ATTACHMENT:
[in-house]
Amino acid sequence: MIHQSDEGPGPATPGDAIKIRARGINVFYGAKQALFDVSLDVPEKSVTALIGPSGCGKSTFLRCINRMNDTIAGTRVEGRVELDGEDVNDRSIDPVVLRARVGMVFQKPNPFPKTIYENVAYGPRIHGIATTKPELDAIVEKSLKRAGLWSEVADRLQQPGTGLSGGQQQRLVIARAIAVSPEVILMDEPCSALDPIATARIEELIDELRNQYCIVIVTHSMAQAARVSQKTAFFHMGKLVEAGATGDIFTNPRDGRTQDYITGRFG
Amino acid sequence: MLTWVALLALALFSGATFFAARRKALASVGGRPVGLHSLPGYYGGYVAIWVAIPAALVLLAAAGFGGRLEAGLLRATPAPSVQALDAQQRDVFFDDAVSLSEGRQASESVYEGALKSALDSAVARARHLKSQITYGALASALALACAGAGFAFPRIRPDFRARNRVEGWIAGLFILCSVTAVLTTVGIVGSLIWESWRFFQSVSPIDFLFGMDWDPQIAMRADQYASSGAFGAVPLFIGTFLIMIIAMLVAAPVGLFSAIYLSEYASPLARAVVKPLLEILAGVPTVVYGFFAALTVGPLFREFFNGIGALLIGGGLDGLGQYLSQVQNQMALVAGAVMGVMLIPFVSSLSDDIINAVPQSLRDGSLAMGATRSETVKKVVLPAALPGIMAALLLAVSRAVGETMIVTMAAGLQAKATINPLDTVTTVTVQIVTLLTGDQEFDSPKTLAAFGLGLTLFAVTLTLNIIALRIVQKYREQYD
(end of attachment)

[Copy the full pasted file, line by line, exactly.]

[in-house]
Amino acid sequence: MIHQSDEGPGPATPGDAIKIRARGINVFYGAKQALFDVSLDVPEKSVTALIGPSGCGKSTFLRCINRMNDTIAGTRVEGRVELDGEDVNDRSIDPVVLRARVGMVFQKPNPFPKTIYENVAYGPRIHGIATTKPELDAIVEKSLKRAGLWSEVADRLQQPGTGLSGGQQQRLVIARAIAVSPEVILMDEPCSALDPIATARIEELIDELRNQYCIVIVTHSMAQAARVSQKTAFFHMGKLVEAGATGDIFTNPRDGRTQDYITGRFG
Amino acid sequence: MLTWVALLALALFSGATFFAARRKALASVGGRPVGLHSLPGYYGGYVAIWVAIPAALVLLAAAGFGGRLEAGLLRATPAPSVQALDAQQRDVFFDDAVSLSEGRQASESVYEGALKSALDSAVARARHLKSQITYGALASALALACAGAGFAFPRIRPDFRARNRVEGWIAGLFILCSVTAVLTTVGIVGSLIWESWRFFQSVSPIDFLFGMDWDPQIAMRADQYASSGAFGAVPLFIGTFLIMIIAMLVAAPVGLFSAIYLSEYASPLARAVVKPLLEILAGVPTVVYGFFAALTVGPLFREFFNGIGALLIGGGLDGLGQYLSQVQNQMALVAGAVMGVMLIPFVSSLSDDIINAVPQSLRDGSLAMGATRSETVKKVVLPAALPGIMAALLLAVSRAVGETMIVTMAAGLQAKATINPLDTVTTVTVQIVTLLTGDQEFDSPKTLAAFGLGLTLFAVTLTLNIIALRIVQKYREQYD